Another tax change due to the CARES Act, the limitation on excess business loss has been repealed for 2018, 2019 and 2020 tax years. You can file an amended return if you filed a 2018 or 2019 return with the limitation.
Business Interest Expense Limitations
Business owners are limited by the amount of business interest expenses they can deduct. For taxes being filed in 2021, the limitation of 30 percent of the taxpayer's adjusted taxable income (ATI) has been increased to 50 percent.
Net Operating Losses
Net operating losses (NOLs) from 2018, 2019 and 2020 can now be carried back five years, and the previous limitation to only offset 80 percent of taxable income in carryover years has been suspended.
As for unemployment checks, unless you already have federal and state taxes automatically deducted with your weekly payments, you will owe taxes when you report the total amount of unemployment insurance payments received in 2020. Make sure to have your 1099-G and report the income received.
Charitable donations have been increased for 2020. According to the IRS, the CARES Act "also temporarily suspends limits on charitable contributions and temporarily increases limits on contributions of food inventory." Filers who do not itemize their charitable deductions can also take a deduction of $300 for cash contributions to charitable organizations.
Other important dates taxpayers should keep in mind for this year's filing season include:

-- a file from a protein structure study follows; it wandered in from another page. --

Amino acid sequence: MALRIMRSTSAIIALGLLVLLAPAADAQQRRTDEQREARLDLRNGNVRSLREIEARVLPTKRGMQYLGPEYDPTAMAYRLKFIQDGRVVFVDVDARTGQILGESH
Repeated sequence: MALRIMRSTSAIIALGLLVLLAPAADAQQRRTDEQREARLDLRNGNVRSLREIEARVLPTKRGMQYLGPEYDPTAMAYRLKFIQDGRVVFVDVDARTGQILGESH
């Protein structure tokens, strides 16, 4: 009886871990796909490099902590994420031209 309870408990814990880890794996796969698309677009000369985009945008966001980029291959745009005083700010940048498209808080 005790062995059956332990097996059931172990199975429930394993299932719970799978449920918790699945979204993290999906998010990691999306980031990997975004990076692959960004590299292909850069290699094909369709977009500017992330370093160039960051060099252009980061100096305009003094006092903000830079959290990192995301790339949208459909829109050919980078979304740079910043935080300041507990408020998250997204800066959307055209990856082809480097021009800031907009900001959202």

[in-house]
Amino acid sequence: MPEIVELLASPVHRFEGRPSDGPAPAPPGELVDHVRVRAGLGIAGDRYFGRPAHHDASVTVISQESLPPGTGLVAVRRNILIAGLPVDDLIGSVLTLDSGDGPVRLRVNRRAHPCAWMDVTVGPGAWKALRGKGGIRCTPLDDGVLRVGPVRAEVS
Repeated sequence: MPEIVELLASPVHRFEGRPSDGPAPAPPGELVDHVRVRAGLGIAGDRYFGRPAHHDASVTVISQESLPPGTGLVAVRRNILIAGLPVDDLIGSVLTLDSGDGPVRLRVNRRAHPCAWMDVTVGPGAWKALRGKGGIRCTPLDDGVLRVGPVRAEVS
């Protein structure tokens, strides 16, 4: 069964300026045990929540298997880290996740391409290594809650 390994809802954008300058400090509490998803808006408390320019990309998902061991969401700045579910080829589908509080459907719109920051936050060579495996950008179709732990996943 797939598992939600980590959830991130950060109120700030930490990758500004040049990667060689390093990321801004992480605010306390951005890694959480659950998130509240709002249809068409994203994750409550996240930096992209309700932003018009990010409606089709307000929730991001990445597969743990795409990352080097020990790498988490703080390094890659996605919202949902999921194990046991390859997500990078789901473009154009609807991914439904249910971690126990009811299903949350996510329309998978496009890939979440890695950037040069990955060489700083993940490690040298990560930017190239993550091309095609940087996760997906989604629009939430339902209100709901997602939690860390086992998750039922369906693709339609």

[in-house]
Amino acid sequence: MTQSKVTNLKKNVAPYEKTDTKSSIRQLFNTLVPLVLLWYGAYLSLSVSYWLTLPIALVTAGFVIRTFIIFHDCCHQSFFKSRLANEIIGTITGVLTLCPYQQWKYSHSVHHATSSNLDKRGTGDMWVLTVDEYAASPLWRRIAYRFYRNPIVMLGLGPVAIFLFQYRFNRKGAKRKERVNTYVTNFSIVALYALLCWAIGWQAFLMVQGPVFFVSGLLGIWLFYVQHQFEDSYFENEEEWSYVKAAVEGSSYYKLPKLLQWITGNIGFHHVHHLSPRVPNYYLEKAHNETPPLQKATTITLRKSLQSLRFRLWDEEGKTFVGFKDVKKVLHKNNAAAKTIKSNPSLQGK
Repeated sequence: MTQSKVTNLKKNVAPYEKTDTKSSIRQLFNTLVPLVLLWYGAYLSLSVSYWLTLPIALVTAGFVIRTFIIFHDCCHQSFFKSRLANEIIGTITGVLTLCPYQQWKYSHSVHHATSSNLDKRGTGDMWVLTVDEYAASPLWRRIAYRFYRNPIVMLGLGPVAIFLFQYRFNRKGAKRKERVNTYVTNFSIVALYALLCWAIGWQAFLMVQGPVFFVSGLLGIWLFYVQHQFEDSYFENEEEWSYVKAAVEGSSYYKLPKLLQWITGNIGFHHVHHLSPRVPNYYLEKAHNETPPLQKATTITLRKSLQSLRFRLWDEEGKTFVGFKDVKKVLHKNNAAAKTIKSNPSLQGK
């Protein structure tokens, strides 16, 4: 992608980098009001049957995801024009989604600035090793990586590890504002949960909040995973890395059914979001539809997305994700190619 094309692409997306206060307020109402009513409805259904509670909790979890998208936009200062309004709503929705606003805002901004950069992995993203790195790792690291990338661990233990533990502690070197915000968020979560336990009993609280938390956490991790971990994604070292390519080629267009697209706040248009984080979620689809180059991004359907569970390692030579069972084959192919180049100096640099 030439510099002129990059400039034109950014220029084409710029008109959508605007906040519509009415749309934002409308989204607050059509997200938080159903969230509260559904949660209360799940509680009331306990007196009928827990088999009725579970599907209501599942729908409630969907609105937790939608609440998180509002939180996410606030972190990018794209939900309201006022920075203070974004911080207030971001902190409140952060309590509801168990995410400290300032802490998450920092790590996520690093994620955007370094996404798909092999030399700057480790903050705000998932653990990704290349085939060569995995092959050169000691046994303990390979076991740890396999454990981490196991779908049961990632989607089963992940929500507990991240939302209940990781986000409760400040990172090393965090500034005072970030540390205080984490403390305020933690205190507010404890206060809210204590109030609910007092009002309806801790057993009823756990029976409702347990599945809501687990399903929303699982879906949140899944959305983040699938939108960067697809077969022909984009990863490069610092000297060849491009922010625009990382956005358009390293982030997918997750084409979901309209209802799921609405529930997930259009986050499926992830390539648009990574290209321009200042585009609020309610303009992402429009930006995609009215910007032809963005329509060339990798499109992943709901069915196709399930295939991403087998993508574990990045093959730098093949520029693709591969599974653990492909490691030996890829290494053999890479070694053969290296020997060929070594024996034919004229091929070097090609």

W-2 and 1099-MISC. If your business has employees or if you use independent contractors, you must provide them with their Form W-2 (for employees) and Form 1099-MISC (for independent contractors). As a business owner, you were required to submit a W-2 to your employees by February 1, 2021, and a 1099-MISC was required to be sent to your contractors by January 31, 2021.
April 15, 2021. Deadline for filing 2020 tax returns.
October 15, 2021. Deadline to file for those requesting an extension on their 2020 tax returns.
Make sure to check IRS.gov for the latest tax information, including filing updates and changes.
Keep Tabs on Your Deductions
Whether your business is thriving or facing economic difficulties, you will want to make sure that you are taking advantage of tax deductions that you are eligible for. This will allow you to retain more of what you earn and apply capital toward improving and growing your business. Some of the top deductions that businesses take include: